Also, when I hear the phrase "Greatest Athlete of All Time" I begin to think about legacy. Then I ask myself: What player in Major League Baseball, or all of American sports for that matter, has left behind a greater legacy than Cy Young? Maybe Muhammad Ali?


Cy Young was so good at conducting the orchestra of America's Pastime that every season still to this day and for the unforeseeable future the MLB gives out two awards in his name to the best pitchers in Major League Baseball. One for the AL, and one for the NL.

Do you realize what that means? The greatest pitchers to walk the face of the earth spreading Cy Young's legacy across the pages of history for years to come ... What more can an athlete's legacy ask for?

The fact that no pitcher threw more complete games than Cy Young (749 of his 815 games started he went the distance -- 92%), that he has the most career wins (511) and that he still holds the longest streak for most consecutive hit-less innings pitched (25 1/3) and remembering that each of those records have stood for over a century, it' bang-bang to include Cy Young in the conversation for greatest athlete of all time.

PS -- Cy's middle name was "True." Can't argue with that.

10) Jesse Owens

Time period: 1936 Olympic Games
Location: US, Germany
Sport: Track and Field

Jesse Owens should have been included in ESPN SportsCenter Sports Science's "Greatest Athlete of All Time" final 16 segment for reasons beyond words.

Not only did he win gold in all four events he participated in at the 1936 German Olympic Summer games (100M, 200M, 4x100M Relay and the Long Jump), he stood up to Hitler's premise that minorities were inferior to the Aryan race as Hitler attempted to show off a resurgent German nation 20 years after suffering defeat in WWI.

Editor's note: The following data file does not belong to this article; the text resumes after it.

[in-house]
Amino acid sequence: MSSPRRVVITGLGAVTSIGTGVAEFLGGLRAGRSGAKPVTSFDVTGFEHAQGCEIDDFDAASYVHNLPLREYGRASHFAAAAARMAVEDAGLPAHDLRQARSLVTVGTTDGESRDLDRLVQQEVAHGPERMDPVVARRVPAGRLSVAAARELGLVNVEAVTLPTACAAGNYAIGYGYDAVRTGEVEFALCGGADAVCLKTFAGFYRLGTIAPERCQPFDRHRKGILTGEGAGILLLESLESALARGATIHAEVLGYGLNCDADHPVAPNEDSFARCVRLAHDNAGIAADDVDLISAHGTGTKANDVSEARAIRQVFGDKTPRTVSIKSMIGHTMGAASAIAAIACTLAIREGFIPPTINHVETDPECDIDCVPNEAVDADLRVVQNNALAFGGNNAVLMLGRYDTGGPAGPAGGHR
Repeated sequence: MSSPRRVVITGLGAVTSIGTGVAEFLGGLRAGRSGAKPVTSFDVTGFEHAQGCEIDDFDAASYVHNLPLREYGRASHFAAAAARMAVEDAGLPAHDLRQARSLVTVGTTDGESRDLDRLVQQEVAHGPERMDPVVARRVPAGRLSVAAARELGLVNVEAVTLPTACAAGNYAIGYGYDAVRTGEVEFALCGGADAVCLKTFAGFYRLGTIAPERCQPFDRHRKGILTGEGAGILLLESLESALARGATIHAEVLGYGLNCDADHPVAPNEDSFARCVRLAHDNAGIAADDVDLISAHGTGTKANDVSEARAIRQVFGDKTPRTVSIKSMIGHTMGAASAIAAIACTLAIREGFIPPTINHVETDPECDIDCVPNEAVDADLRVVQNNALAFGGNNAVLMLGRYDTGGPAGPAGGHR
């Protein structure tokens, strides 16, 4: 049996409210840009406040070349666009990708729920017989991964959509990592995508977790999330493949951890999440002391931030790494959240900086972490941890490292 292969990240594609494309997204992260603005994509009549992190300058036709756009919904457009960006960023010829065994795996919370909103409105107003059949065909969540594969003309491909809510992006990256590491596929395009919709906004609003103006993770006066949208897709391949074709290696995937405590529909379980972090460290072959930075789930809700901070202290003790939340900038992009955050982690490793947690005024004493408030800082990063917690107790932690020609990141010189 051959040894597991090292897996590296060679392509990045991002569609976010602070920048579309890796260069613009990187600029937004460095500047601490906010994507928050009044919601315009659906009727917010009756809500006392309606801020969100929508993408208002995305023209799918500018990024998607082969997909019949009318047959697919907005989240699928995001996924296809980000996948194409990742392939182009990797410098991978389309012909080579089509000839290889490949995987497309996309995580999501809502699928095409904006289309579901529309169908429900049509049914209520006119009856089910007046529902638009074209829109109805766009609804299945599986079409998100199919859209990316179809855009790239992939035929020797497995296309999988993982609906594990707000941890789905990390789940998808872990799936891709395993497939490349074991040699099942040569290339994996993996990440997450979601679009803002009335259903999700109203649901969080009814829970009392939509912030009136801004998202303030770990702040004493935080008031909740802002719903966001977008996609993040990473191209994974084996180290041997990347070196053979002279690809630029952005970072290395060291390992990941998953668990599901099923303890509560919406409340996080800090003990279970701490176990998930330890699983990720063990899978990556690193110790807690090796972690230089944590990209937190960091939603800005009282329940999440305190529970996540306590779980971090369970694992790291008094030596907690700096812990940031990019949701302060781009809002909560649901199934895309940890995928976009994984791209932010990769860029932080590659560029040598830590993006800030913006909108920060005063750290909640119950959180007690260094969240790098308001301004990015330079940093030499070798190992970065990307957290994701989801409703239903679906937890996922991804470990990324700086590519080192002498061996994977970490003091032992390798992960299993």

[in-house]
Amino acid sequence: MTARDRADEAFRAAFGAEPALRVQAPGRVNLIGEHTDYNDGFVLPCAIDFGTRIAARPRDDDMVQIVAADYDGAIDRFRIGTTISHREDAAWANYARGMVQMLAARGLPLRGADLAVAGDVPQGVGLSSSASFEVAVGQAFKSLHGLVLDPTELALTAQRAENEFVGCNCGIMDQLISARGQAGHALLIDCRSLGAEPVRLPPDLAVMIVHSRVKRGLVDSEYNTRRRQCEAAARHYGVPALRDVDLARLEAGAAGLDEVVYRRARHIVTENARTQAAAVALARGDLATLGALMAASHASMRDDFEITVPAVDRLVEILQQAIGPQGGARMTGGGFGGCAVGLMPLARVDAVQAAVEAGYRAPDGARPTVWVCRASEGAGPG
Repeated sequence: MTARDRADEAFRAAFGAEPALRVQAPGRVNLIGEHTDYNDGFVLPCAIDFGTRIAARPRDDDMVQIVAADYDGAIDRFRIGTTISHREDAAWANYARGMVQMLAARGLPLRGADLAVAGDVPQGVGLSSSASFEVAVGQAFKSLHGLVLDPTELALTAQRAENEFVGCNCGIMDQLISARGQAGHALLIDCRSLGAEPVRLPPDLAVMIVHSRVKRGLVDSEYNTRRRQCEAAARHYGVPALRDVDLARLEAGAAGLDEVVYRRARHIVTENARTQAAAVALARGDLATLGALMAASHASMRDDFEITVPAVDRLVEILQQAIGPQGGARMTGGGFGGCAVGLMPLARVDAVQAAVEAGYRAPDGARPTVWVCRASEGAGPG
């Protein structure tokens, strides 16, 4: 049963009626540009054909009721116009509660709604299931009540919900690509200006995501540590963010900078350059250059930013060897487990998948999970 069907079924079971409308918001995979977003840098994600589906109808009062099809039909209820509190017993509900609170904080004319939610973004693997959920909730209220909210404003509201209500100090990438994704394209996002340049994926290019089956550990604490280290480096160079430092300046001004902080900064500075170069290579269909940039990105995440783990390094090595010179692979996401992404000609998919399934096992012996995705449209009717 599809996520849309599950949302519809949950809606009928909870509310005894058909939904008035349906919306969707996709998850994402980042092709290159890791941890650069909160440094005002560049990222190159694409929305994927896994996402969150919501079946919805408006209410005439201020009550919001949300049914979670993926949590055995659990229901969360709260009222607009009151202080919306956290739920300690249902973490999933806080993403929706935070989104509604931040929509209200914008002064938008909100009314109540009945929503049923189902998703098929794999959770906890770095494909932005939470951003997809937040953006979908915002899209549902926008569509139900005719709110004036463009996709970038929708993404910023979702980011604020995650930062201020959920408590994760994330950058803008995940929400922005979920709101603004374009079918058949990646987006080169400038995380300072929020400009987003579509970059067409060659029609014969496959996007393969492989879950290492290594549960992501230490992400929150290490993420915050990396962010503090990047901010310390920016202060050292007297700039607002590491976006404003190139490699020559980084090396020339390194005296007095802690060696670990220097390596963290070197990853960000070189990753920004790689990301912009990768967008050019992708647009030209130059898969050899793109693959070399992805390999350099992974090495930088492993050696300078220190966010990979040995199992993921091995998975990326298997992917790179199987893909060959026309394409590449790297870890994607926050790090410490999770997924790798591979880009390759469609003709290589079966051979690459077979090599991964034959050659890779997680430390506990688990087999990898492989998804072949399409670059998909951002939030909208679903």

What's even more incredible and noteworthy than Jesse refusing to salute Hitler on the podium four times, was the other Adolf Jesse became acquainted with while touring Germany that same summer.

Adolf "Adi" Dassler owned a German shoe factory that came to become the famous shoe company known today as adidas. Just days before Owens competed in front of the world, Dassler approached him and offered to sponsor Jesse with a pair of his famous new running shoes. At the time, no black athlete had ever been officially sponsored in any sport known to the public. If it wasn't for Jesse Owens and the first black athlete shoe deal, perhaps Michael Jordan would have never invented the Jumpman, and LeBron James would never have made $90 million straight out of high school.

Side note: Dassler's brother, Rudolph Dassler, started adidas with Adolf, but after some time, decided to break off and start his own shoe company...can you guess what company he started? Here's a hint: #8 on this list is their best man.